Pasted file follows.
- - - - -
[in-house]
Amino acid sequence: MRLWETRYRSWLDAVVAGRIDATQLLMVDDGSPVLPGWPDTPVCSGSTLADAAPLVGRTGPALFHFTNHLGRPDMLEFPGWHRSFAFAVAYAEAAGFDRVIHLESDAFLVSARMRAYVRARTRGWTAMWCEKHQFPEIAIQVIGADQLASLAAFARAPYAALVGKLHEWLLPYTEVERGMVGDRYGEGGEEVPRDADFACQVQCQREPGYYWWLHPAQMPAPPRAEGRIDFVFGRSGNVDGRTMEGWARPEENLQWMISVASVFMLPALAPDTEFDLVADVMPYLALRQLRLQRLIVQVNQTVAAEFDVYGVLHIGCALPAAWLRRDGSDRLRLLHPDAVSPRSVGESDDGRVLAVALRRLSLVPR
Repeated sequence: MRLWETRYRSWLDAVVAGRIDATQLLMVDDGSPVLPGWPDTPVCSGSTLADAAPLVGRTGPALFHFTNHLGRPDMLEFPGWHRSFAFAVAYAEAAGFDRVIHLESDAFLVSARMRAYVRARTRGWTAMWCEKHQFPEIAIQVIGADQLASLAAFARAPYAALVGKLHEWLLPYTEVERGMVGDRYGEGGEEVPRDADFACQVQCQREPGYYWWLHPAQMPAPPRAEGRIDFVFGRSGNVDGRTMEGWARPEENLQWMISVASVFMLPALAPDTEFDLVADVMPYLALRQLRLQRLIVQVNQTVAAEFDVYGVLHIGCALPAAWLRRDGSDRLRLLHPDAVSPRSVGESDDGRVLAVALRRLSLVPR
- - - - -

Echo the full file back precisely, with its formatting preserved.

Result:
[in-house]
Amino acid sequence: MRLWETRYRSWLDAVVAGRIDATQLLMVDDGSPVLPGWPDTPVCSGSTLADAAPLVGRTGPALFHFTNHLGRPDMLEFPGWHRSFAFAVAYAEAAGFDRVIHLESDAFLVSARMRAYVRARTRGWTAMWCEKHQFPEIAIQVIGADQLASLAAFARAPYAALVGKLHEWLLPYTEVERGMVGDRYGEGGEEVPRDADFACQVQCQREPGYYWWLHPAQMPAPPRAEGRIDFVFGRSGNVDGRTMEGWARPEENLQWMISVASVFMLPALAPDTEFDLVADVMPYLALRQLRLQRLIVQVNQTVAAEFDVYGVLHIGCALPAAWLRRDGSDRLRLLHPDAVSPRSVGESDDGRVLAVALRRLSLVPR
Repeated sequence: MRLWETRYRSWLDAVVAGRIDATQLLMVDDGSPVLPGWPDTPVCSGSTLADAAPLVGRTGPALFHFTNHLGRPDMLEFPGWHRSFAFAVAYAEAAGFDRVIHLESDAFLVSARMRAYVRARTRGWTAMWCEKHQFPEIAIQVIGADQLASLAAFARAPYAALVGKLHEWLLPYTEVERGMVGDRYGEGGEEVPRDADFACQVQCQREPGYYWWLHPAQMPAPPRAEGRIDFVFGRSGNVDGRTMEGWARPEENLQWMISVASVFMLPALAPDTEFDLVADVMPYLALRQLRLQRLIVQVNQTVAAEFDVYGVLHIGCALPAAWLRRDGSDRLRLLHPDAVSPRSVGESDDGRVLAVALRRLSLVPR